Are washing machines musical? I would argue that they are. When you are around them for a lot of the day you are exposed to a cacophony of noises and it doesn’t take much imagination to hear their rhythmic qualities.
Washing devices do have a musical pedigree … washboards became popular as musical instruments in the 19th century and are still being used as musical instruments today. The modern washing machine may not have had the same level of adoption but I do remember once reading that pop singer Michael Jackson’s mother Katherine recalled him as a two-year-old dancing around to the rhythm of the machines at her local laundry. A couple of years ago—at a Cybersonica conference for those interested in the theory of how new technologies are shaping the way musicians present their work—one presenter displayed a special installation that allowed people to put their head in a washing machine and hear the acoustics of the machine’s drum accompanied by its different cycle speeds. The artist’s notes said that it “creates an unexpected result from a familiar and well-known domestic device”.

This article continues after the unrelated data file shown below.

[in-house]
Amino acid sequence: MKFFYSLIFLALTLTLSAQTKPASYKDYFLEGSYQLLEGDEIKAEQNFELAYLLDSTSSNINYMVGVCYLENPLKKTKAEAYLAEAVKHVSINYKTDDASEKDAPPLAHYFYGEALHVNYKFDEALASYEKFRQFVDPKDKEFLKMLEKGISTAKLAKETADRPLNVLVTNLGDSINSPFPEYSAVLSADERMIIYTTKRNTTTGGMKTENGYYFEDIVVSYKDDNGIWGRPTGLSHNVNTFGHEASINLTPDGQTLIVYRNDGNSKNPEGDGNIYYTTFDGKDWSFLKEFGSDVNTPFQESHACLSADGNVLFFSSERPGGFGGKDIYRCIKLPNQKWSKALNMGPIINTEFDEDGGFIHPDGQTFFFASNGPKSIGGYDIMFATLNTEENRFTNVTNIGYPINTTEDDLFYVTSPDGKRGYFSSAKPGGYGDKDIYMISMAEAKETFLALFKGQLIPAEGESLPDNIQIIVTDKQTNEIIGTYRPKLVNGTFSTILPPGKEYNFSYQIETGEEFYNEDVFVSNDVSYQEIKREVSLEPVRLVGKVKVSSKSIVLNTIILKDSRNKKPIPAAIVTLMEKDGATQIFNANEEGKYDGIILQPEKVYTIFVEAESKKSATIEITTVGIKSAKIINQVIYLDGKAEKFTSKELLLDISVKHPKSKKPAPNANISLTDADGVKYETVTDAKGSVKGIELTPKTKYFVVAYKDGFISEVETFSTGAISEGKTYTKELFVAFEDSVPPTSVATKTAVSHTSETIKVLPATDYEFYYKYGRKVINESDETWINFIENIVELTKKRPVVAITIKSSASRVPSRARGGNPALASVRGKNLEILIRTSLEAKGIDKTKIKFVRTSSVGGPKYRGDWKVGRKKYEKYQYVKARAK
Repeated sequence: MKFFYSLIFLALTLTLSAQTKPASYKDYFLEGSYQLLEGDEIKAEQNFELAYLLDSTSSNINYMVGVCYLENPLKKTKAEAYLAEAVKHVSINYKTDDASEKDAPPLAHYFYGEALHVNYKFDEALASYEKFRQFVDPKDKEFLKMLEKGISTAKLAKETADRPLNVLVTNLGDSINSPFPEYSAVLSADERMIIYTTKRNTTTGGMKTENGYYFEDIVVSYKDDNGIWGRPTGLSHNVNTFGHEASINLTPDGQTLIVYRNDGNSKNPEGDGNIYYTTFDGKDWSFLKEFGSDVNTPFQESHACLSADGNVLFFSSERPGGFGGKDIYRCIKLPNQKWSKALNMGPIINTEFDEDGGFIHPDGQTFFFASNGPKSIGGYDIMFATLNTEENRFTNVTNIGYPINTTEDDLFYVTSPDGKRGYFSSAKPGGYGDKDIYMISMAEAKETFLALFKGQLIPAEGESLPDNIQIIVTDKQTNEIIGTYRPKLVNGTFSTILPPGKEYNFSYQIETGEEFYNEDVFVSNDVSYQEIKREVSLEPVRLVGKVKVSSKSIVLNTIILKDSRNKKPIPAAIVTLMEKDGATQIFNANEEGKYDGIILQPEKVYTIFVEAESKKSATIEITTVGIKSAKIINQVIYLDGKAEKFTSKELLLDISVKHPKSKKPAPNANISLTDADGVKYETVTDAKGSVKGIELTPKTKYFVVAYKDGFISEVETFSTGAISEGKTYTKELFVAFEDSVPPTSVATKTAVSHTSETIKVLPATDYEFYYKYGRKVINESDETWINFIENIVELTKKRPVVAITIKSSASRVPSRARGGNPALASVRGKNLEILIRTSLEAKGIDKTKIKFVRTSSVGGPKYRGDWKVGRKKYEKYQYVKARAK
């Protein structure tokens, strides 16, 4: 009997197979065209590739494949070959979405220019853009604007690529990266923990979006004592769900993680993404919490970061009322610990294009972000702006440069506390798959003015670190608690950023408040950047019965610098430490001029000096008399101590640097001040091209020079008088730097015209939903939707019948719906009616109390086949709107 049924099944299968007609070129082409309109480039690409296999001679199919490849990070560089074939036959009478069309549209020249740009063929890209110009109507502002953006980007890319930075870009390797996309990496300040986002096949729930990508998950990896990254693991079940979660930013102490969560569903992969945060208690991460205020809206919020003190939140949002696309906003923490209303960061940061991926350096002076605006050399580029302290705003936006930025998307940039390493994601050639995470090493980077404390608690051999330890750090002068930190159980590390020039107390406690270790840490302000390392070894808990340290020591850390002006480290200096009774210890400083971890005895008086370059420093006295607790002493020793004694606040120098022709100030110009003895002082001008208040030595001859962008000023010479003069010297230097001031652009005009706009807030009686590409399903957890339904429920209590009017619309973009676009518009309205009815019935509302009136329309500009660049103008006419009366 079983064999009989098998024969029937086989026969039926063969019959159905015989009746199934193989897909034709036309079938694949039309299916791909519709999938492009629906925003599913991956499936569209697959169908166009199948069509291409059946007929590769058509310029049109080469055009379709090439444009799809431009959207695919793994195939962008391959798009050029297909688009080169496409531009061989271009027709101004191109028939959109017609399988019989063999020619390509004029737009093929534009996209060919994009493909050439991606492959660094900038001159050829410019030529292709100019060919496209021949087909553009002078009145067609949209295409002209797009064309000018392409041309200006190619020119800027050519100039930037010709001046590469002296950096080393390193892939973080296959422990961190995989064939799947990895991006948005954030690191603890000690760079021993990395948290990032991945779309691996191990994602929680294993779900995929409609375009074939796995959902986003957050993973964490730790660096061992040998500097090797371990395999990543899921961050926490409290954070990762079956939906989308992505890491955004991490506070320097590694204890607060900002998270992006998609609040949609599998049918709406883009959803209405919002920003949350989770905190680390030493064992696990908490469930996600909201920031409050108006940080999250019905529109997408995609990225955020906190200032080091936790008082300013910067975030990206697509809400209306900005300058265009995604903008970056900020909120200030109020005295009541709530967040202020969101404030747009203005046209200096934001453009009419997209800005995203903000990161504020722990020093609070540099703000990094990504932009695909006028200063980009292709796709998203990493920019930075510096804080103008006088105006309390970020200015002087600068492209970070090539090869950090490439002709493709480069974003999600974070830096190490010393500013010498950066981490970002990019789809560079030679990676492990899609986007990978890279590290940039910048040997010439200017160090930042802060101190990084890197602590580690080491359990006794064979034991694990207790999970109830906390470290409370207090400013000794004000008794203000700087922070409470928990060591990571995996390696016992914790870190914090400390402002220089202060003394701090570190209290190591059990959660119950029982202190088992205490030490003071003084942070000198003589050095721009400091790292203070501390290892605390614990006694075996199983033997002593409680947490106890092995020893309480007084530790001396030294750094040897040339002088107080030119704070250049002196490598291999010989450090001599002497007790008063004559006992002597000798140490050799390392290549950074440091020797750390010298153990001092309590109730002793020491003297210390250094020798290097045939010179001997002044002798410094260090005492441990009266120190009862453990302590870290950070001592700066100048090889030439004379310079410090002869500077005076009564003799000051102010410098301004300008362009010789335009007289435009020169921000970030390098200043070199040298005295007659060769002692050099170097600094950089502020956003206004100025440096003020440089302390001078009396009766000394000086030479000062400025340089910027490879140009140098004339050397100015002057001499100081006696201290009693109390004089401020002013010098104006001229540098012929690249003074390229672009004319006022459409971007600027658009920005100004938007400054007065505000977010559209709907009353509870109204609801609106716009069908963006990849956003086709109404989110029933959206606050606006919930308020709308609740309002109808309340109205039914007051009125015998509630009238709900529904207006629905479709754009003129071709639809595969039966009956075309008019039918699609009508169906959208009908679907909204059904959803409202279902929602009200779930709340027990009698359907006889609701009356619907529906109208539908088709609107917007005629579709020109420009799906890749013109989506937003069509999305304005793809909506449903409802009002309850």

I won’t go so far as to stick my head in one of my machines, but I will continue to listen for the “music” that emerges from my laundrette surroundings, finding the beats and tones that bubble up and enjoying the sounds of the washing machines’ and dryers’ slosh and rhythm and hum. Of course, if washing machine sounds are not your favourite genre of music, enjoy the more “recognisable” music that we broadcast throughout the laundrette. We play anything from jazz and easy listening through to more contemporary such as from the Ministry of Sound.